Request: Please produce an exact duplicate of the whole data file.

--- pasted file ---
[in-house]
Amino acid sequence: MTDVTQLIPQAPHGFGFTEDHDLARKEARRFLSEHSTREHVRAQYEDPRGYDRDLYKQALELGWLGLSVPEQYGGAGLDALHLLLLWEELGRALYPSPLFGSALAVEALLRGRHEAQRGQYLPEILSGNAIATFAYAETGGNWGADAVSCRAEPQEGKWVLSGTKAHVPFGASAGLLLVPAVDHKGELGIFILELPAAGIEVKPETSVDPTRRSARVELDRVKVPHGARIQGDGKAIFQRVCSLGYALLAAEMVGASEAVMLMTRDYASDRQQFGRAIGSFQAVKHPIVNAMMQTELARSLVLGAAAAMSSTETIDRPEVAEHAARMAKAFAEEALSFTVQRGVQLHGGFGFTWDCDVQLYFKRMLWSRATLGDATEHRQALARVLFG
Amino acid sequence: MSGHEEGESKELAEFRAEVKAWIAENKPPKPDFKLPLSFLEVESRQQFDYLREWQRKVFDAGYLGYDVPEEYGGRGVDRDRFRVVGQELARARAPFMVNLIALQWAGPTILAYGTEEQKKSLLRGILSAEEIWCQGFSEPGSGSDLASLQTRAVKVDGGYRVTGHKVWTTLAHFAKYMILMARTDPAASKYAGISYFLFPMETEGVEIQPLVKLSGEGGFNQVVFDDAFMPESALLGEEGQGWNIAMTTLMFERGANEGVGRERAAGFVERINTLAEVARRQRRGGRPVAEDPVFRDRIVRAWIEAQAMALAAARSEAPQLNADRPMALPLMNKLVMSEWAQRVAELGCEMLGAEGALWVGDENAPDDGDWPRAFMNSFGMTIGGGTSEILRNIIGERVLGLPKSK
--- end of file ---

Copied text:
[in-house]
Amino acid sequence: MTDVTQLIPQAPHGFGFTEDHDLARKEARRFLSEHSTREHVRAQYEDPRGYDRDLYKQALELGWLGLSVPEQYGGAGLDALHLLLLWEELGRALYPSPLFGSALAVEALLRGRHEAQRGQYLPEILSGNAIATFAYAETGGNWGADAVSCRAEPQEGKWVLSGTKAHVPFGASAGLLLVPAVDHKGELGIFILELPAAGIEVKPETSVDPTRRSARVELDRVKVPHGARIQGDGKAIFQRVCSLGYALLAAEMVGASEAVMLMTRDYASDRQQFGRAIGSFQAVKHPIVNAMMQTELARSLVLGAAAAMSSTETIDRPEVAEHAARMAKAFAEEALSFTVQRGVQLHGGFGFTWDCDVQLYFKRMLWSRATLGDATEHRQALARVLFG
Amino acid sequence: MSGHEEGESKELAEFRAEVKAWIAENKPPKPDFKLPLSFLEVESRQQFDYLREWQRKVFDAGYLGYDVPEEYGGRGVDRDRFRVVGQELARARAPFMVNLIALQWAGPTILAYGTEEQKKSLLRGILSAEEIWCQGFSEPGSGSDLASLQTRAVKVDGGYRVTGHKVWTTLAHFAKYMILMARTDPAASKYAGISYFLFPMETEGVEIQPLVKLSGEGGFNQVVFDDAFMPESALLGEEGQGWNIAMTTLMFERGANEGVGRERAAGFVERINTLAEVARRQRRGGRPVAEDPVFRDRIVRAWIEAQAMALAAARSEAPQLNADRPMALPLMNKLVMSEWAQRVAELGCEMLGAEGALWVGDENAPDDGDWPRAFMNSFGMTIGGGTSEILRNIIGERVLGLPKSK